On election day, the Kentucky legislature will ask voters a yes or no question:
"Are you in favor of providing constitutional rights to victims of crime, including the right to be treated fairly, with dignity and respect, and the right to be informed and to have a voice in the judicial process?"
Voting "yes" would change the state's constitution, guaranteeing victims have rights like those accused of a crime. But the Kentucky Association of Criminal Defense Lawyers says the wording of the ballot question is misleading, and Tuesday they asked a state judge to block the referendum from happening.
Kentucky is one of six states — including Florida, Georgia, Nevada, North Carolina and Oklahoma — with questions like this on the ballot in November. It's part of a nationwide effort known as "Marsy's Law." The campaign is named after Marsalee Nicholas, a California college student who was murdered in 1983. One week after her death, the man accused of killing her was let out of jail on bail. Nicholas' mother did not know that and was confronted by him at a grocery store.
So far, 15 states have amendments like this in their constitutions, according to Marsy's Law for Kentucky. Other states have balked at the proposals for fear of unintended consequences.
Kentucky's version of the proposed constitutional amendment — to be voted on Nov. 6 — would guarantee crime victims a right to be notified of and present for most court proceedings, just like the person accused of the crime. It would also guarantee victims the right to be heard by the judge in any hearing involving a release, plea or sentencing.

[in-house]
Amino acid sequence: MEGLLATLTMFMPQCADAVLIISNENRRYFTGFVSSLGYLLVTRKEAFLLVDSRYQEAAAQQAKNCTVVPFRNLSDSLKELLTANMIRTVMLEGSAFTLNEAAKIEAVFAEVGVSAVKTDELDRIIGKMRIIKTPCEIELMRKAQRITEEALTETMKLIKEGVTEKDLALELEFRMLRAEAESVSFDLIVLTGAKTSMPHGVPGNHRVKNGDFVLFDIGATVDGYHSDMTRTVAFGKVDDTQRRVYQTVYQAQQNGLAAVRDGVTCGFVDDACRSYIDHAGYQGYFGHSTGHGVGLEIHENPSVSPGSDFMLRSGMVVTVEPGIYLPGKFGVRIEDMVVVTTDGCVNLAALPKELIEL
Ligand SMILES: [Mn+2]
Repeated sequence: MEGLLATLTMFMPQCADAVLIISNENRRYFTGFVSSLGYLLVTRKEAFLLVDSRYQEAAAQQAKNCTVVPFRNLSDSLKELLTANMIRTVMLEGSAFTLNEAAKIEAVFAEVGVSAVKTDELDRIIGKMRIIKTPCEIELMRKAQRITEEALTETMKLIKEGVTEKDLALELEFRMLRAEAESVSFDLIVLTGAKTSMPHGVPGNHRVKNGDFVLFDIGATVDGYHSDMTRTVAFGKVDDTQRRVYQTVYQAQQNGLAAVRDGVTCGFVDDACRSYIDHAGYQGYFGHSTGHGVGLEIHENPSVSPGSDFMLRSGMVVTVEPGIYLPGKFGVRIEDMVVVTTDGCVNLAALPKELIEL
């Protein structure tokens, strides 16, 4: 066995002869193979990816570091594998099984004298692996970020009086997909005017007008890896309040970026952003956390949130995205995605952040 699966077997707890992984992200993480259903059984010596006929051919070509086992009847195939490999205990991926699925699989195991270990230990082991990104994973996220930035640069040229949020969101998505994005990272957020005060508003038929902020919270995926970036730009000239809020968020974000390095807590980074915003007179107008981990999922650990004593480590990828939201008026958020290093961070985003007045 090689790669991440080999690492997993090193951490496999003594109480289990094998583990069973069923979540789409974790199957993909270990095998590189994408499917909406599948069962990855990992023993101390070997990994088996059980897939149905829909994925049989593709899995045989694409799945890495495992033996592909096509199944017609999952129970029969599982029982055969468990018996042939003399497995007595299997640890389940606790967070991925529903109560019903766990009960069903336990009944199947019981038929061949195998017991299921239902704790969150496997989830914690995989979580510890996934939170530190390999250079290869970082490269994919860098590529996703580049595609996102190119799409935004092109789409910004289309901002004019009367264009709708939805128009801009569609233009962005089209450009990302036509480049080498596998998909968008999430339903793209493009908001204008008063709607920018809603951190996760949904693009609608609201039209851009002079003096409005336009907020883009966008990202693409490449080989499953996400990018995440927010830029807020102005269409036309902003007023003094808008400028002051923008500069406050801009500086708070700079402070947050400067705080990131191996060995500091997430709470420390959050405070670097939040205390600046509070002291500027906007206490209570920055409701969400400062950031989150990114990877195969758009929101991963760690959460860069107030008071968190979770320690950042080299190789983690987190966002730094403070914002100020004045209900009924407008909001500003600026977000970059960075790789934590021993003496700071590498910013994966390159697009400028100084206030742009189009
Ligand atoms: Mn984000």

Kenyon Meyer, an attorney for the Kentucky Association of Criminal Defense Lawyers, says in a system based on the presumption of innocence the amendment would require the judge to recognize the victim of a crime before the process had determined if a crime took place.
He noted the constitution lets the Kentucky Supreme Court set rules for court hearings. He said this amendment would take away that authority, giving it to the legislature in some cases and would "eviscerate our constitutional separation of powers." For example, in some trials witnesses are kept out of the courtroom so they won't be influenced by the testimony of others. The constitution would supersede that rule if a victim has a right to attend all court hearings.
Meyer noted none of those issues are reflected in the question on the ballot.
Attorney Sheryl Snyder said the ballot question is fair. Snyder represents Marsy's Law for Kentucky, a nonprofit group advocating for the changes that launched a statewide TV advertising campaign last month. Snyder said state law allows the legislature to write the ballot question that they "think states the substance of the amendment."
Snyder also said it was "preposterous" to assert the amendment would require the court to determine who a victim is before trial. And he said the Kentucky Supreme Court would protect its right to determine rules of procedure. He noted state law already includes a "victim's bill of rights," and this referendum would just put those rights in the state constitution.
Franklin Circuit Judge Thomas Wingate said he would rule in the case within 10 days. The election is Nov. 6, less than a month away. Whatever the ruling is, attorneys from the losing side are likely to appeal to the Kentucky Supreme Court to make a final decision before election day.